“23 Feb, 1633--The BH was so crowded --fair ladies glittering with their rich clothes and richer jewels and with Lords and gentlemen of great quality, that there was scarce room for the king and queen to enter in.”
B Whiteclocke, Memorials of the English Affairs,
It is not difficult to imagine the scene today. It is, perhaps, more difficult to imagine the Banqueting House’s future claim to fame would be as the site of King Charles I’s beheading. Certainly no one at the prestigious affair guessed.
Inigo Jones, inspired by Italian Renaissance design, created the building for James I to serve as a sumptuous gathering place for plays, masques, balls, and concerts. Drawing on his studies of Italy’s antique architecture, he planned the building as one of order and harmony. This first important building of Jones is set upon a base, with its first story decorated with a series of windows, pediments on brackets, Ionic columns and pilasters. The second story of the building is set off with Corinthian columns and pilasters. A garland swag connects the capitals.
A sweeping stone staircase was followed by the grandeur of the main hall—55 feet (16.8m) wide and 110 feet (33.6m) long—with its soaring columns duplicating the exterior. Completed in 1622, the Banqueting House’s plain cut stone masonry contrasted vividly with the surrounding red, black, and white Tudor buildings.
The Banqueting House sits on the site of a complex of 14th century buildings. Then called York Place, it served as the London residence of the Archbishops of York. Added to in the 15th century, it became a residence fit for a king. That, of course, attracted the eye of Henry VIII, who acquired it when he divested his once favourite archbishop, Thomas Wolsey, of his property. The name was changed to Whitehall Palace and became the sovereign’s principal residence in Westminster. Henry then embarked on an extensive building program, and, at the time of his death, the palace covering 23 acres (93,078 square metres), was the largest in Europe.
Other buildings once stood at the location of the present Banqueting House. Cardinal Wolsey’s building fell to Queen Elizabeth, who erected a banqueting house for entertainments. This building was followed by a 1606 brick and stone building, destroyed by fire in 1619, then ultimately, by the building we see today.
The outstanding feature of the interior is undoubtedly the artwork on the ceiling of the main hall. Charles I commissioned the Flemish artist, Sir Peter Paul Rubens, to paint the Baroque 17th century art as a tribute to James I, his father. Painted in Antwerp, they were shipped to London and put in place in 1635, the only paintings by Rubens that remain in their original intended place. Rubens was paid £3000 and a gold chain for his work—his knighthood from Charles I was related to ambassadorial duties. Full of symbolism, the compartmented ceiling canvasses are on a large scale.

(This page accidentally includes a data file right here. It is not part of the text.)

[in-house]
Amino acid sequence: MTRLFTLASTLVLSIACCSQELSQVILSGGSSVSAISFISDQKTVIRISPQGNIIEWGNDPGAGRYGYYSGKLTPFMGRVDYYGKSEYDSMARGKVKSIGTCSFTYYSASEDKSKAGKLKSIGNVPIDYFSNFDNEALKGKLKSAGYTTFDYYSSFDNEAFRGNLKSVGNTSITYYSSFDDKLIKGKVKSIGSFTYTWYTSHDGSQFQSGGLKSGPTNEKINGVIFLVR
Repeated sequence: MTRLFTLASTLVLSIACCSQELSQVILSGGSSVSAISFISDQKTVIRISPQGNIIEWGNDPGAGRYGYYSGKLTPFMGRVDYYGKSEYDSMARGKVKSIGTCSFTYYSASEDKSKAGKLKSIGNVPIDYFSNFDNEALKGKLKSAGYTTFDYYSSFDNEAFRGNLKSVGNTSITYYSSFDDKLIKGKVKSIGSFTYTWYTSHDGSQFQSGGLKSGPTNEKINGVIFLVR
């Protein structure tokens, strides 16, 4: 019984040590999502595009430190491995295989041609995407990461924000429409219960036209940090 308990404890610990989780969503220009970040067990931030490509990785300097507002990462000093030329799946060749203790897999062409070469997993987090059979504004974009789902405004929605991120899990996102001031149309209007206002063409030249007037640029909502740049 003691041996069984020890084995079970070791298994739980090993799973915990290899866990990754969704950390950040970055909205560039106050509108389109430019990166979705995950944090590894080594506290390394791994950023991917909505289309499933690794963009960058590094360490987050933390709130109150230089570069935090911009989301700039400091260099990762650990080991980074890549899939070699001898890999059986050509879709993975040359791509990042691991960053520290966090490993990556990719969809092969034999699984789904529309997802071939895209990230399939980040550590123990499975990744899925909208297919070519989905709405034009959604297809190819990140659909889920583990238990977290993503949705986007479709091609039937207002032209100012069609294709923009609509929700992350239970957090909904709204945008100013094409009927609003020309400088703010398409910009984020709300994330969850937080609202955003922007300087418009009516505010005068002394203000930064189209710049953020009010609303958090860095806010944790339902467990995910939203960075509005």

Masques, the performance of which was one of the main functions of the Banqueting House, were moved to another location once the paintings were installed in the ceiling. It was feared that torches used for lighting would damage them.
The vaulted undercroft with its white washed walls was a favourite drinking haunt of James I. Later, Charles II used it for lotteries before its sad use as a place of storage. Thankfully, it is refurbished and in use for celebratory occasions today.
The Banqueting House served the Palace as a formal reception room until the execution of Charles I. On January 27, 1649 he was found guilty of treason and sentenced to death. (The death warrant is on display in the Parliament Buildings). Shortly after noon on January 30th, 1649, the King was led into the Banqueting House from the palace rooms and through the tallest doorway in the north wall. Then, on the landing of the staircase, where a wall was purposely knocked out, he was led to the scaffold where he was beheaded. His last words, recorded, were “I go from a corruptible to an incorruptible Crown. . .”.
Ironically, Oliver Cromwell moved into Whitehall Palace in 1654 and used the Banqueting House as his hall of audience. He died in the palace on May 29th, 1660. After his death, the building stood empty until May 29, 1660 when Charles II arrived to claim the throne to the greetings of the Houses of Parliament. Once again court life with its ceremonies emanated from the Banqueting House. The diarist, Pepys, recorded the fact that Charles II sat under an elaborate canopy while in attendance at the hall.
After James II fled England in 1688, Whitehall Palace no longer served as a royal residence. It was destroyed by fire in 1698, and the Banqueting House was pressed into use as a Chapel Royal. It served as the setting for the ceremonial presentation of the crown to William and Mary. Afterwards the Banqueting House never regained its importance as Kensington Palace took over the roll of main residence for the sovereign.
Each year on January 30th, the anniversary of Charles I’s beheading, a commemorative service is held in the Banqueting House, the sole surviving building of Whitehall Palace that remains complete. This priceless treasure of London continues its role of hosting society and royal events.
The Banqueting House
Tel. 020 7839 3787 (information line)
Open all year round Monday - Saturday 10am-5pm
Closed Bank Holidays and 24 Dec-1 Jan (inclusive).
The Banqueting House may close at short notice for Government functions.
Nearest underground stations: Westminster or Embankment.
Video introduction and audiotape.
Photos courtesy Crown Copyright Historic Royal Palaces
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